The beleaguered but slowly awakening gene therapy field got another boost yesterday with the revelation that Spark Therapeutics’ haemophilia B project SPK-FIX managed to generate high levels of factor IX activity, setting a new bar for competitors.
The initial findings were disclosed among the abstracts for next month’s European Hematology Association congress, and were probably the last thing Uniqure investors wanted to hear. Stung by the commercial failure of Glybera, Uniqure is reliant on its own haemophilia B gene therapy, AMT-060, but now risks being outclassed before getting off the ground.
AMT-060 features in its own EHA abstract, though the data offer little of note, and the focus remains on results of higher dosing, due in the second half. While Spark stock climbed 14% yesterday Uniqure was off 5% (Spark stumbles into gene therapy landmark, October 6, 2015).
Padua vs wild type
An important difference between the rival gene therapies is the type of factor IX – the missing blood-clotting factor in haemophilia B patients – that they seek to express.
Uniqure’s encodes normal, or wild-type, factor IX, whereas Spark focuses on a mutated protein called factor IX Padua. The latter variant, caused by a single amino acid alteration in the protein structure, results in affected individuals generating a factor IX with over eightfold higher specific activity, presumably leading to a commensurate increase in ability to generate thrombin.
So far, in two of the first five patients treated with low-dose AMT-060, Uniqure’s gene therapy has shown about 5% expression of factor IX, and the EHA presentation will include data on all five patients. Spark’s SPK-FIX, meanwhile, is seen generating factor IX activity levels of 16% to 30% in the first three patients treated, the EHA abstract says.
True, these are extremely small patient numbers, and comparisons across studies should be treated carefully, but the initial signs are that Spark has taken an important lead. A key point is that factor IX activity of only 5-10% is sufficient for a therapeutic effect, suggesting the viability of lower SPK-FIX dosing that could avoid the risk of liver enzyme elevations and other side effects.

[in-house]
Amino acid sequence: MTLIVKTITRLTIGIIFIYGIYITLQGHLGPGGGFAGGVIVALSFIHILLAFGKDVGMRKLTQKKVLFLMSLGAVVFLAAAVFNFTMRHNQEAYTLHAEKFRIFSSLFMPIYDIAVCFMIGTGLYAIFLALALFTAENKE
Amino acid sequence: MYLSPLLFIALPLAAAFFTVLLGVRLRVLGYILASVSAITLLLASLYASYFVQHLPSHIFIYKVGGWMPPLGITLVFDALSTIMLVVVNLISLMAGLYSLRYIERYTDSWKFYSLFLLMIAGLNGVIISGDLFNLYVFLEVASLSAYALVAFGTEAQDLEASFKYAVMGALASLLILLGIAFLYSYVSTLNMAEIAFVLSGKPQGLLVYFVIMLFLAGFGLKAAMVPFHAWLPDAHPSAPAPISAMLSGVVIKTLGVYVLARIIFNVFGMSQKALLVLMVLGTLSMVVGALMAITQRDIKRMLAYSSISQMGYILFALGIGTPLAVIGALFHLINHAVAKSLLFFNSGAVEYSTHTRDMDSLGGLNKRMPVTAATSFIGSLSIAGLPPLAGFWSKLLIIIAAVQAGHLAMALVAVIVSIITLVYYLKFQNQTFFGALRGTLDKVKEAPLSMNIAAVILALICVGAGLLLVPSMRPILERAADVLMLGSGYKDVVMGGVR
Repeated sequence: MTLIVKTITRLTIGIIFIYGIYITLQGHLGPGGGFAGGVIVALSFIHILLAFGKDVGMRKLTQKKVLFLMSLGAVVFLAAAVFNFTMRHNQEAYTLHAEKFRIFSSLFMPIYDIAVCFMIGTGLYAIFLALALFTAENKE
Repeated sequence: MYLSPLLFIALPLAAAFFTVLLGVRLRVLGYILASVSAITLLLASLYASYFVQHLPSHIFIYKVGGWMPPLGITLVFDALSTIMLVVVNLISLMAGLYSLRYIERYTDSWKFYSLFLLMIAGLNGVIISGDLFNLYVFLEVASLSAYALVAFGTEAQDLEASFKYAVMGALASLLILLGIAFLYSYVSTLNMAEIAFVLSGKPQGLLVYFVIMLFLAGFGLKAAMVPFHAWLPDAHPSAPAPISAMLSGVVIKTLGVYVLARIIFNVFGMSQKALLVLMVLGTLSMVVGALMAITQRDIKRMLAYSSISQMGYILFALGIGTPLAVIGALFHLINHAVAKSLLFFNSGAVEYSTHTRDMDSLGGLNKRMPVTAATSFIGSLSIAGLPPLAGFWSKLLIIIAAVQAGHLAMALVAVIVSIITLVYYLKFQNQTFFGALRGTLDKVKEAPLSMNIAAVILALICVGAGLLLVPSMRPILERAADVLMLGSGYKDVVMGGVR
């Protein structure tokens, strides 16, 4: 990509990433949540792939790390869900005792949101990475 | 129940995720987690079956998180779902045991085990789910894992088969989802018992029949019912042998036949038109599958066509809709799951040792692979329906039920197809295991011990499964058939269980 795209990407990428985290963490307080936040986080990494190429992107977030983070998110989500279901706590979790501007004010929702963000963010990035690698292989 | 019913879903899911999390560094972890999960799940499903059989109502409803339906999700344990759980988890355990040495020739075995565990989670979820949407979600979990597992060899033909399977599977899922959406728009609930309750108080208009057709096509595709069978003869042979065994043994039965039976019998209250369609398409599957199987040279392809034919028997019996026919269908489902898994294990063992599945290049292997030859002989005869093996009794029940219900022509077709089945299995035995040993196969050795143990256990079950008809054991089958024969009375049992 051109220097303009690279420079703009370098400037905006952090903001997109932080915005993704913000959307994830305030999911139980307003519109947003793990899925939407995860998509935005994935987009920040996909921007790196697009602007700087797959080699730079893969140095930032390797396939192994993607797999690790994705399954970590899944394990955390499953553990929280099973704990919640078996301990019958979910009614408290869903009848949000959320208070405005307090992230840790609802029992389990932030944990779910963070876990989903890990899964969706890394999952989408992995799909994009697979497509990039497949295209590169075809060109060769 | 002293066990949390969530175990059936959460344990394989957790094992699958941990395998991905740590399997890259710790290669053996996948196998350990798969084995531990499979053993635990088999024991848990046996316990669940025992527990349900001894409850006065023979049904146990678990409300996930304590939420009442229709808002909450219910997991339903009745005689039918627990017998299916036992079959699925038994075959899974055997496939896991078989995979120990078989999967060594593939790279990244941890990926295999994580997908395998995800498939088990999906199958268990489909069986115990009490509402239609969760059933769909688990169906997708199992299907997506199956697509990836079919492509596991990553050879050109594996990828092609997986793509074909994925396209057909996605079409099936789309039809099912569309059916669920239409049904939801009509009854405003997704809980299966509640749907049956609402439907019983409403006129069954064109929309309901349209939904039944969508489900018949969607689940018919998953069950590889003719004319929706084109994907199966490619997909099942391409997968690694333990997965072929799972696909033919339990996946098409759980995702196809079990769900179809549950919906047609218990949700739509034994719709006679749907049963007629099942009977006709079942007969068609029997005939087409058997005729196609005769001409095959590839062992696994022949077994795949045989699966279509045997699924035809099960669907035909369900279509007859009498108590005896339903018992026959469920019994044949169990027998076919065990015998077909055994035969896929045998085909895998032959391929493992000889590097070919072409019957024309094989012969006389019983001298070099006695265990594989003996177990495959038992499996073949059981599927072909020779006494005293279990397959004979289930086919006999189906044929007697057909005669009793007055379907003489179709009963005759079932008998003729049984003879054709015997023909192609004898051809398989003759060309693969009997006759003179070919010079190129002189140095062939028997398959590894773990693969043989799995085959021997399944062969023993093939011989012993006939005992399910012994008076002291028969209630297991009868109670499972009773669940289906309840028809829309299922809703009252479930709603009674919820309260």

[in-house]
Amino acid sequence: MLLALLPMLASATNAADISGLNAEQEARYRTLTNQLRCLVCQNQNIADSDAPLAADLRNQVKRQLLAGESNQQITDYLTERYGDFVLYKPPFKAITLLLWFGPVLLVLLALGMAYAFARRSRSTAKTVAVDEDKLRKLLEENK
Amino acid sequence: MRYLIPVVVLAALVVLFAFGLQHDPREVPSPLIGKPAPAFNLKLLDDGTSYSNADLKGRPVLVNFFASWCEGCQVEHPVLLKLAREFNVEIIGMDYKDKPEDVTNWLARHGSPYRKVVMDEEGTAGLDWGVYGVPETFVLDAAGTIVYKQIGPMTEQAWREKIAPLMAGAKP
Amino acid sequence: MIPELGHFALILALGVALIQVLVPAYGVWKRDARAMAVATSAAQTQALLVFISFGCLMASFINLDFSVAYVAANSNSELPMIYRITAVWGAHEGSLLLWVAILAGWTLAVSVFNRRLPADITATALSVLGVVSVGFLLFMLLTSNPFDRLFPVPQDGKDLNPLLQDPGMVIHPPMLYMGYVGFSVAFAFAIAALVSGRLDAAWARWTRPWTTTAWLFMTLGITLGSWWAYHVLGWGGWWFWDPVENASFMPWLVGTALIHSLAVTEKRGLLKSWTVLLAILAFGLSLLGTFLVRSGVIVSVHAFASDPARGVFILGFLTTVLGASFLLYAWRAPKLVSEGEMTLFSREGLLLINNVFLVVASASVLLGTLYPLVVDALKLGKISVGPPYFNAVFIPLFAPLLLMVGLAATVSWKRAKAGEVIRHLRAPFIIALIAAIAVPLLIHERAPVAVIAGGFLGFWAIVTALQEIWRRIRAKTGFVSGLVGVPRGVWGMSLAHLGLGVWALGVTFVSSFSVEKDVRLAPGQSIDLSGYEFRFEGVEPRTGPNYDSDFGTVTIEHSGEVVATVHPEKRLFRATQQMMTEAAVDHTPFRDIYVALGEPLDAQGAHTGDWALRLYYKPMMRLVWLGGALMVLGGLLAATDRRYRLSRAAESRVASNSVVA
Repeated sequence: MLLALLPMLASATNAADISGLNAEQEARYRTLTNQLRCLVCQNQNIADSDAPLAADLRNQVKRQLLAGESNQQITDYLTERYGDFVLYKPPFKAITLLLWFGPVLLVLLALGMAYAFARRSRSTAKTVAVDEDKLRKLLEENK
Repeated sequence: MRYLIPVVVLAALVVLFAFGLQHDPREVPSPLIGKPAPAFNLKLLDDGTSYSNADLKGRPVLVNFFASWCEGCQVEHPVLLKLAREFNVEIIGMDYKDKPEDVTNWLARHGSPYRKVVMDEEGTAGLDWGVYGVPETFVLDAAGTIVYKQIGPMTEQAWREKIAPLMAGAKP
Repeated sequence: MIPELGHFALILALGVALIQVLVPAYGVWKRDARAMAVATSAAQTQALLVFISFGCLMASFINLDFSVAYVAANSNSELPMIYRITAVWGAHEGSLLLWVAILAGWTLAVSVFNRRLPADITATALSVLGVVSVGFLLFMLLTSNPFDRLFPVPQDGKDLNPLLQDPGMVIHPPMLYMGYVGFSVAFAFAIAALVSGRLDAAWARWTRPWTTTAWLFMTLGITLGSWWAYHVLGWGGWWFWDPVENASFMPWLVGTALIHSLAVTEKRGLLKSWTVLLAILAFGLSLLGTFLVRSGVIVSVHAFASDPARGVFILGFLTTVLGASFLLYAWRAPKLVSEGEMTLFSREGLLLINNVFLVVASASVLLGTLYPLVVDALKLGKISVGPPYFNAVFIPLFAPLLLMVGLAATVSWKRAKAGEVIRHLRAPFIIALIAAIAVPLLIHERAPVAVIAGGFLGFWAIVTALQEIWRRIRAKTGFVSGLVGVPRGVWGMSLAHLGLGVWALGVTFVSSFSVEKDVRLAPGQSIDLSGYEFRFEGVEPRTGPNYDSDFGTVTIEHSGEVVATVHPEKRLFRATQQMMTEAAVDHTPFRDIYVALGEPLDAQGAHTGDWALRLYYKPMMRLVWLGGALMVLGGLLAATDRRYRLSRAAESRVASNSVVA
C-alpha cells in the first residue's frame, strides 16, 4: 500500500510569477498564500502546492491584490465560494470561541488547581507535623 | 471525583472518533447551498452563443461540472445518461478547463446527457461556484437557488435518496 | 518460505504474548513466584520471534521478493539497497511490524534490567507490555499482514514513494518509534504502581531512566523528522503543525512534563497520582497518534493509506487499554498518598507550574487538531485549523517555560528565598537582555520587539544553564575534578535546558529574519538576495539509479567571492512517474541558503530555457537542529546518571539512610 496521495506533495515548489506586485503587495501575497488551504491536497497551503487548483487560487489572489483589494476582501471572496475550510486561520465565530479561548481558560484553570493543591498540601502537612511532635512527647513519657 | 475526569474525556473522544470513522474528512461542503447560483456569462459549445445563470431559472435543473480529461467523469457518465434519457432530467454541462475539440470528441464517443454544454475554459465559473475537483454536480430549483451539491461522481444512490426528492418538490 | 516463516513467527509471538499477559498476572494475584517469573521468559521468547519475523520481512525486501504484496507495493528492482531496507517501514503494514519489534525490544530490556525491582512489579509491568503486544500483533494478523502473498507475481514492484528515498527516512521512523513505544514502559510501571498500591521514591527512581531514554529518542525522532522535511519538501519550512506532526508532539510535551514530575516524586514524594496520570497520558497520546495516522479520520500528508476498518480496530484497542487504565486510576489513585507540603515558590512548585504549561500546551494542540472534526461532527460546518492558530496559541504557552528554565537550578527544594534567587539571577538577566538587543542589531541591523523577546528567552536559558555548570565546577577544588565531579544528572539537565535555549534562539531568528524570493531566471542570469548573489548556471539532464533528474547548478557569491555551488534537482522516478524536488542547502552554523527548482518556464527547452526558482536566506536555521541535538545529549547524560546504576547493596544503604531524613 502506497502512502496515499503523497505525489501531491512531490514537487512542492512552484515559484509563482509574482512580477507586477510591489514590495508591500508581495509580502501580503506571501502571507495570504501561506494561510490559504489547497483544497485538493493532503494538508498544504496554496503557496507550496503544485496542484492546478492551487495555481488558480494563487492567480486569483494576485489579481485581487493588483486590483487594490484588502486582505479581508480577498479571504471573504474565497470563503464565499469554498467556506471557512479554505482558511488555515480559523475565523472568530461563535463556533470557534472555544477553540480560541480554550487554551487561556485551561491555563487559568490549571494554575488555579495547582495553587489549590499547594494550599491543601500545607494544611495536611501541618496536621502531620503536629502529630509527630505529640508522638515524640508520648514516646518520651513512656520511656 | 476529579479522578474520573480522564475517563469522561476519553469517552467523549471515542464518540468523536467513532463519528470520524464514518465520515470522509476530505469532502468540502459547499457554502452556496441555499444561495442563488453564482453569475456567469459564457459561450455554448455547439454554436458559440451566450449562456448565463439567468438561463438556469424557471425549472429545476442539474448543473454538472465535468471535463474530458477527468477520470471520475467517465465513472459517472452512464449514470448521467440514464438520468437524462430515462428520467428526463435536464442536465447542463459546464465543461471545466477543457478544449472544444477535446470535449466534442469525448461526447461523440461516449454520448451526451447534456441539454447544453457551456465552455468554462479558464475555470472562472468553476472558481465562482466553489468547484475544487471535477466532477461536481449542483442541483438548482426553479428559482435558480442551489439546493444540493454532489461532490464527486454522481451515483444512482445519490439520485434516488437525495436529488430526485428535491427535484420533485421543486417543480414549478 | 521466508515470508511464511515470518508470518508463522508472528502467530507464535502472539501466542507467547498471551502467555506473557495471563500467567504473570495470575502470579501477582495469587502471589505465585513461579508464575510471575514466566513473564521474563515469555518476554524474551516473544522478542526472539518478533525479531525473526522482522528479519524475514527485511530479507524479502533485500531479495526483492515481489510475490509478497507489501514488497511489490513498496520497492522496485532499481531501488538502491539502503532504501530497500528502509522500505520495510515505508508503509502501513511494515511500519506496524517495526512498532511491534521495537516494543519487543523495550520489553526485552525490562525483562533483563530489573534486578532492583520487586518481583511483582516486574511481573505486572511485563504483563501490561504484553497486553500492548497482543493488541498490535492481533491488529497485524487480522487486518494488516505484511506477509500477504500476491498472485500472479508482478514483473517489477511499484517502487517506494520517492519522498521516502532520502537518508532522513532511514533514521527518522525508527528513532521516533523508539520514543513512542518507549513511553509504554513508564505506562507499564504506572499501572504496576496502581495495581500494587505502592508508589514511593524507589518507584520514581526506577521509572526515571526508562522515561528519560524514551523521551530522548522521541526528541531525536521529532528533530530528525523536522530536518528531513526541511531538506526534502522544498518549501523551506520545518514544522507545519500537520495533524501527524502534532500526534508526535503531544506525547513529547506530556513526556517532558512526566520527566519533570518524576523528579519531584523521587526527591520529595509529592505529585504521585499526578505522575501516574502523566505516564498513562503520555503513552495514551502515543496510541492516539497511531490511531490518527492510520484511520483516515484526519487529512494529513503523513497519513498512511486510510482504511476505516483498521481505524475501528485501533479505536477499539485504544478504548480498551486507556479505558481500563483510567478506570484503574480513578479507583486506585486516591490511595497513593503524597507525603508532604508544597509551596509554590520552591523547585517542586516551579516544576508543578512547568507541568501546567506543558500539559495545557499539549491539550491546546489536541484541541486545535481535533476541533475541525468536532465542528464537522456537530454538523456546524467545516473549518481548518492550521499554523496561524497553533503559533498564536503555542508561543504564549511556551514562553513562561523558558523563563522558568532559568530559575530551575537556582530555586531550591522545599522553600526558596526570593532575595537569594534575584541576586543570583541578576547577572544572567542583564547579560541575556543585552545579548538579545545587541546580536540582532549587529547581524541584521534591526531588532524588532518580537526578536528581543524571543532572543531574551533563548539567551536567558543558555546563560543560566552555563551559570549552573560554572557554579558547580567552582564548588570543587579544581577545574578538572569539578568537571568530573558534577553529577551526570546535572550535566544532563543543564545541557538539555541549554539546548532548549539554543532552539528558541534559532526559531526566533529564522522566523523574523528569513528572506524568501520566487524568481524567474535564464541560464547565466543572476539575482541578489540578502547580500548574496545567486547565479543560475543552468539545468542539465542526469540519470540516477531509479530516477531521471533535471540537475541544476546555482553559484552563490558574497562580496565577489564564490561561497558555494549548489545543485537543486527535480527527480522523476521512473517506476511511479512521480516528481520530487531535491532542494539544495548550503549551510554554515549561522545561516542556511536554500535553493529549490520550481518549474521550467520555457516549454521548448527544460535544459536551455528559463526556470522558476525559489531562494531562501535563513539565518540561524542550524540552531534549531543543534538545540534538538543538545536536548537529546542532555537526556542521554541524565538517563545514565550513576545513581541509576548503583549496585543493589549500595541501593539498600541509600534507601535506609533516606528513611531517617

For Uniqure the problems include not only a relatively lower level of activity but also growing competition in haemophilia B. In addition to Spark, Baxalta also has a gene therapy programme coding for factor IX Padua, though this has yet to enter phase III – perhaps a sign of its originator stagnating during its pending acquisition by Shire.
|Haemophilia B gene therapy projects|
|Baxalta (Shire)||BAX 335||AAV8-Padua FIX||Phase III to start 2016|
|Uniqure/Chiesi||AMT-060||AAV5-wild-type FIX||Low-dose update at EHA; high-dose data H2 2016|
|Spark Therapeutics/Pfizer||SPK-FIX||Bio-engineered AAV-Padua FIX||Initial data at EHA|
|Dimension Therapeutics||DTX101||AAVrh10-wild-type FIX||Initial data H2 2016|
|Sangamo Biosciences||SB-FIX||In vivo protein replacement using zinc finger nucleases||Initial data 2016|
Still, earlier phase I data from Baxalta’s BAX 335 were mixed, with only one of seven patients reaching therapeutically relevant factor IX activity.
Of course safety is being watched closely; Leerink analysts pointed to a suspected ankle bleed among one of the SPK-FIX patients, but said no other bleeds were seen while noting the need for longer-term follow-up.
Evercore ISI’s Mark Schoenebaum went further, suggesting a theoretical possibility that Spark’s haemophilia A project SPK-FVIII could show similar benefits. Similar levels of active factor VIII – the missing factor in haemophilia A – might be achievable with much lower doses versus competitors, he speculated.
Haemophilia A is about four times as common as haemophilia B, and what is more, while SPK-FIX is partnered with Pfizer, SPK-VIII is still wholly owned by Spark. This presents the possibility of another lucrative transaction as the profile of Spark’s assets rises and more data emerge.